I agree, so making ourselves less aware of what is going on is not the solution, either.

    I hope to hear from Fali. He made some interesting observations about Sufism, and I would like to hear his views on how mainstream Islam might incorporate some of the Sufi ideas and practises. Not easy, given the suspicion and often hostile attitude of Islam towards Sufism.

    Thanks David, and yes, we should all go topless in the face of lunacy. :)
    Joan

  7. The only way the “stress in collective consciousness causes earthquakes” thing makes sense to me anymore, and I tried to interject this into the discussion, is that collective consciousness makes a place like Haiti much more vulnerable than a place like Los Angeles, in the sense that an impoverished country won’t have the building codes that an affluent one will, so the same magnitude quake will be much more devastating.

    I can accept that the quake might have delivered the Haitians’ karma, and I can accept that the historical exploitation and enslavement of those people by western imperialists, which devastated their culture and economy, might also be their karma, but that is just philosophical speculation. The more significant point is that such exploitation should be resisted and abolished, and suffering people everywhere should be helped as much as possible. The philosophy of karma should never be used to excuse indifference.

  8. Yes, Rick. I appreciated your interjection about this in the discussion with Fali. I would also add that if it’s the karma of some people to suffer, then it’s the karma of the rest of us to help.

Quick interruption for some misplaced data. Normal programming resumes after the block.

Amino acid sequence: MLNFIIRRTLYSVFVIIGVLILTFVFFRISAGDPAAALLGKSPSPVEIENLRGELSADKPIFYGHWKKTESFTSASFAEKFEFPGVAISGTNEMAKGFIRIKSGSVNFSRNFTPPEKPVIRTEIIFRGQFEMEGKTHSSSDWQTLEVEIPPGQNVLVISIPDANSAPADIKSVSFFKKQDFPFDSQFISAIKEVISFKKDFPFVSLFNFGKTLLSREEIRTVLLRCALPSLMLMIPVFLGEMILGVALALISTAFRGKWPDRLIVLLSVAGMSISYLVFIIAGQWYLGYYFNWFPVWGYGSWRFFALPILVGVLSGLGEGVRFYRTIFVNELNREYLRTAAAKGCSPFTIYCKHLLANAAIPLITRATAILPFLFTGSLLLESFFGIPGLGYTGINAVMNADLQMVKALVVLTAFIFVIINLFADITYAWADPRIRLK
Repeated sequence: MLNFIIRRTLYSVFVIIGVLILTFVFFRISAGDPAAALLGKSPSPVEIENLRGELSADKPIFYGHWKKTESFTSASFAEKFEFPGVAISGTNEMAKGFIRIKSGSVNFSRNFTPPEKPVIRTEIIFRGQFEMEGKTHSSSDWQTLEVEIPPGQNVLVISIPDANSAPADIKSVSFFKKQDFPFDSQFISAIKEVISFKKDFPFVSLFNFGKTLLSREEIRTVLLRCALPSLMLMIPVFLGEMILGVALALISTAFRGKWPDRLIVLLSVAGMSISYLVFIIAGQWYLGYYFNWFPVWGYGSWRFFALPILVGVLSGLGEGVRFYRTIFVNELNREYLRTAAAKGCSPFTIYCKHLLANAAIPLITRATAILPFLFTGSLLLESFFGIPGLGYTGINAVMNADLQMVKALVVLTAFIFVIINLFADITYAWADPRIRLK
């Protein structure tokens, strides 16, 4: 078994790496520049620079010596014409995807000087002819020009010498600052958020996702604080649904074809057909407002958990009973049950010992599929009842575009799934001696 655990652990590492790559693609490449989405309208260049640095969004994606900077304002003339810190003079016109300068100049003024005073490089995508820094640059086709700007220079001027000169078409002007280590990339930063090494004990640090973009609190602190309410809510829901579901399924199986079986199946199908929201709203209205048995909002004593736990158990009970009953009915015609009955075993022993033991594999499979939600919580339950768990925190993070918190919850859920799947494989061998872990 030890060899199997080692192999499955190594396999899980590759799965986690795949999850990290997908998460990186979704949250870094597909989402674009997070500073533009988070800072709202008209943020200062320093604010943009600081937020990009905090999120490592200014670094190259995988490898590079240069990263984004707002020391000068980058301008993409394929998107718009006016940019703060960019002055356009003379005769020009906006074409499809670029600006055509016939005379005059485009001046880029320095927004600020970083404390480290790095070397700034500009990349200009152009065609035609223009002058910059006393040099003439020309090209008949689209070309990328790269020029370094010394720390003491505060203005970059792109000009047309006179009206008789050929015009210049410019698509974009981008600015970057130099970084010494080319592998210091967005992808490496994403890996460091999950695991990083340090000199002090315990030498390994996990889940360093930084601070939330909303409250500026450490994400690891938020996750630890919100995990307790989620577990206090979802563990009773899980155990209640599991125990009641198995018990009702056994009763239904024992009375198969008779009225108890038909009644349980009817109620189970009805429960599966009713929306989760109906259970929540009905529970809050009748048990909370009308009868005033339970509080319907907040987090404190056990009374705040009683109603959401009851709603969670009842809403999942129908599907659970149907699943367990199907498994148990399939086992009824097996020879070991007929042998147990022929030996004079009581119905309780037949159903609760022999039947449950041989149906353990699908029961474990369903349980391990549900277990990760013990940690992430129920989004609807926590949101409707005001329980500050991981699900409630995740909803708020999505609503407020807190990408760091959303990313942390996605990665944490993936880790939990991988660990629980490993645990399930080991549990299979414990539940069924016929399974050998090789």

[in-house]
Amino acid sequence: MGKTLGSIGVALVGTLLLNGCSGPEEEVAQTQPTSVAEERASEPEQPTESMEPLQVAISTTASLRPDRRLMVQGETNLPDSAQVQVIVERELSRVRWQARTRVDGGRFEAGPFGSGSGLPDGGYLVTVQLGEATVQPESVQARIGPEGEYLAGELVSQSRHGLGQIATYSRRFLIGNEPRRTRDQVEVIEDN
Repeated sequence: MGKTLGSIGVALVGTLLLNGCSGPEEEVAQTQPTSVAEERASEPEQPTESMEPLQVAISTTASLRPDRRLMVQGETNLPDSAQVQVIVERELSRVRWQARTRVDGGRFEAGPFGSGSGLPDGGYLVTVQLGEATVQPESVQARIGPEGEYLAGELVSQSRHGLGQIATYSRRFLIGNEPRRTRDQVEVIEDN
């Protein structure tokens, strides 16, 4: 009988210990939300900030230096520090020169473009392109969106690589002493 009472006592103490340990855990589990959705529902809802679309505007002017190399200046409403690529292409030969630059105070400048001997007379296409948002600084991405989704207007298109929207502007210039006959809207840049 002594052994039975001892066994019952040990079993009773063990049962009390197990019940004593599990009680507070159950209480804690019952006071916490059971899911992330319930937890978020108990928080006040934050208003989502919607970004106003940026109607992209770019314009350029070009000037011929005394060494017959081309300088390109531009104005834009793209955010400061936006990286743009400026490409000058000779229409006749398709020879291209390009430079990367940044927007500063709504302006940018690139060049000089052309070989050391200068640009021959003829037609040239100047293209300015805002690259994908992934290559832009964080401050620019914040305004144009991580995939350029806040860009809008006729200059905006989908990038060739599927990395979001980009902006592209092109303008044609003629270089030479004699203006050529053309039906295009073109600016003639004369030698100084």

What I can no longer accept is that, in instances of human cruelty, it is the karma of the sufferer, who “asked for it”. Then the murderers become the victims in order to reap their own karma. If there is any truth in that, then we a doomed, for where is the way out? If a muderer becomes a victim then a murderer again, it’s murderers all the way down.

    I sometimes think that our understanding of karma is at kindergarten level, and hence I responded very strongly to Fali’s assertion that human consciousness is in its infancy. We are outgrowing our “Santa Claus” and Old Testament notions of god, so perhaps it’s time to out grow our “eye for an eye”, interpretation of karma.

    Cheers, and where are you, Fali?
    Joan

  9. Hi Joan
    Good points. I tend to look at karma more as energy. Karma means action not retribution. As you say, that’s a very simplistic view of it.

    The issues we have with karma tend to be about the energy we’re resisting rather than some good/bad judgment.